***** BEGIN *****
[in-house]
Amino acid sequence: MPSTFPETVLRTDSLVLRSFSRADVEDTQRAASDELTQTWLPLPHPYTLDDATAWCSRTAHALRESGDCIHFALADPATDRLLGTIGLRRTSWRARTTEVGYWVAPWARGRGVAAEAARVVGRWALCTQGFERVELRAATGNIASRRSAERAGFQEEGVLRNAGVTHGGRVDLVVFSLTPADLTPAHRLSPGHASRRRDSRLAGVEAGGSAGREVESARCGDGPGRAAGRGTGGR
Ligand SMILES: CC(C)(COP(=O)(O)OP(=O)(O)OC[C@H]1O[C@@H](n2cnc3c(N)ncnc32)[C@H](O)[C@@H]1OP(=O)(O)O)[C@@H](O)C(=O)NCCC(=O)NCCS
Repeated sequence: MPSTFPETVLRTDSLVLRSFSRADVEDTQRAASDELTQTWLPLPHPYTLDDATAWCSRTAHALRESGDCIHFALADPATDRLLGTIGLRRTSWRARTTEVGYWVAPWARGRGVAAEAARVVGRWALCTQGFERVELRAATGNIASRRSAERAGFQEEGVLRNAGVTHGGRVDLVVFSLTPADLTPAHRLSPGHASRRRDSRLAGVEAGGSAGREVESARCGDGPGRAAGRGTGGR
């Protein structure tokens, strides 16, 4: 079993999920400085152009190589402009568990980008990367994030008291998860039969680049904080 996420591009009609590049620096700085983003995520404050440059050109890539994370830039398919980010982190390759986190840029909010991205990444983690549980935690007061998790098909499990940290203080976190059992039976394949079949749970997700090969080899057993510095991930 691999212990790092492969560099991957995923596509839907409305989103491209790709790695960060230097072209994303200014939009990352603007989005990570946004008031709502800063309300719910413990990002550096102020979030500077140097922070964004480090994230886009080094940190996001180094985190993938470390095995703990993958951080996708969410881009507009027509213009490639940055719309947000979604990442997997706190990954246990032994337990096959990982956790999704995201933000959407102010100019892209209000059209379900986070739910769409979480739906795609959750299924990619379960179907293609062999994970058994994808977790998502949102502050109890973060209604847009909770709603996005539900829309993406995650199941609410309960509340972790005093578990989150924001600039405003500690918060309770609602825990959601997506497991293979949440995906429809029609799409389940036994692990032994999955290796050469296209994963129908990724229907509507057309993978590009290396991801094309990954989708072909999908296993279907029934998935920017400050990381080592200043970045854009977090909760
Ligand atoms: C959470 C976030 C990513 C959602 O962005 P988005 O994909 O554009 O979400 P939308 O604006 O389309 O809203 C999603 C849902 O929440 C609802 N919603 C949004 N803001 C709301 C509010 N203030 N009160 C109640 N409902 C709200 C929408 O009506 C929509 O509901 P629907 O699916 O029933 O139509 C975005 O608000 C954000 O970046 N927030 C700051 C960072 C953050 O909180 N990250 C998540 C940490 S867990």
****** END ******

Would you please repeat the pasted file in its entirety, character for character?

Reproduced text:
[in-house]
Amino acid sequence: MPSTFPETVLRTDSLVLRSFSRADVEDTQRAASDELTQTWLPLPHPYTLDDATAWCSRTAHALRESGDCIHFALADPATDRLLGTIGLRRTSWRARTTEVGYWVAPWARGRGVAAEAARVVGRWALCTQGFERVELRAATGNIASRRSAERAGFQEEGVLRNAGVTHGGRVDLVVFSLTPADLTPAHRLSPGHASRRRDSRLAGVEAGGSAGREVESARCGDGPGRAAGRGTGGR
Ligand SMILES: CC(C)(COP(=O)(O)OP(=O)(O)OC[C@H]1O[C@@H](n2cnc3c(N)ncnc32)[C@H](O)[C@@H]1OP(=O)(O)O)[C@@H](O)C(=O)NCCC(=O)NCCS
Repeated sequence: MPSTFPETVLRTDSLVLRSFSRADVEDTQRAASDELTQTWLPLPHPYTLDDATAWCSRTAHALRESGDCIHFALADPATDRLLGTIGLRRTSWRARTTEVGYWVAPWARGRGVAAEAARVVGRWALCTQGFERVELRAATGNIASRRSAERAGFQEEGVLRNAGVTHGGRVDLVVFSLTPADLTPAHRLSPGHASRRRDSRLAGVEAGGSAGREVESARCGDGPGRAAGRGTGGR
């Protein structure tokens, strides 16, 4: 079993999920400085152009190589402009568990980008990367994030008291998860039969680049904080 996420591009009609590049620096700085983003995520404050440059050109890539994370830039398919980010982190390759986190840029909010991205990444983690549980935690007061998790098909499990940290203080976190059992039976394949079949749970997700090969080899057993510095991930 691999212990790092492969560099991957995923596509839907409305989103491209790709790695960060230097072209994303200014939009990352603007989005990570946004008031709502800063309300719910413990990002550096102020979030500077140097922070964004480090994230886009080094940190996001180094985190993938470390095995703990993958951080996708969410881009507009027509213009490639940055719309947000979604990442997997706190990954246990032994337990096959990982956790999704995201933000959407102010100019892209209000059209379900986070739910769409979480739906795609959750299924990619379960179907293609062999994970058994994808977790998502949102502050109890973060209604847009909770709603996005539900829309993406995650199941609410309960509340972790005093578990989150924001600039405003500690918060309770609602825990959601997506497991293979949440995906429809029609799409389940036994692990032994999955290796050469296209994963129908990724229907509507057309993978590009290396991801094309990954989708072909999908296993279907029934998935920017400050990381080592200043970045854009977090909760
Ligand atoms: C959470 C976030 C990513 C959602 O962005 P988005 O994909 O554009 O979400 P939308 O604006 O389309 O809203 C999603 C849902 O929440 C609802 N919603 C949004 N803001 C709301 C509010 N203030 N009160 C109640 N409902 C709200 C929408 O009506 C929509 O509901 P629907 O699916 O029933 O139509 C975005 O608000 C954000 O970046 N927030 C700051 C960072 C953050 O909180 N990250 C998540 C940490 S867990």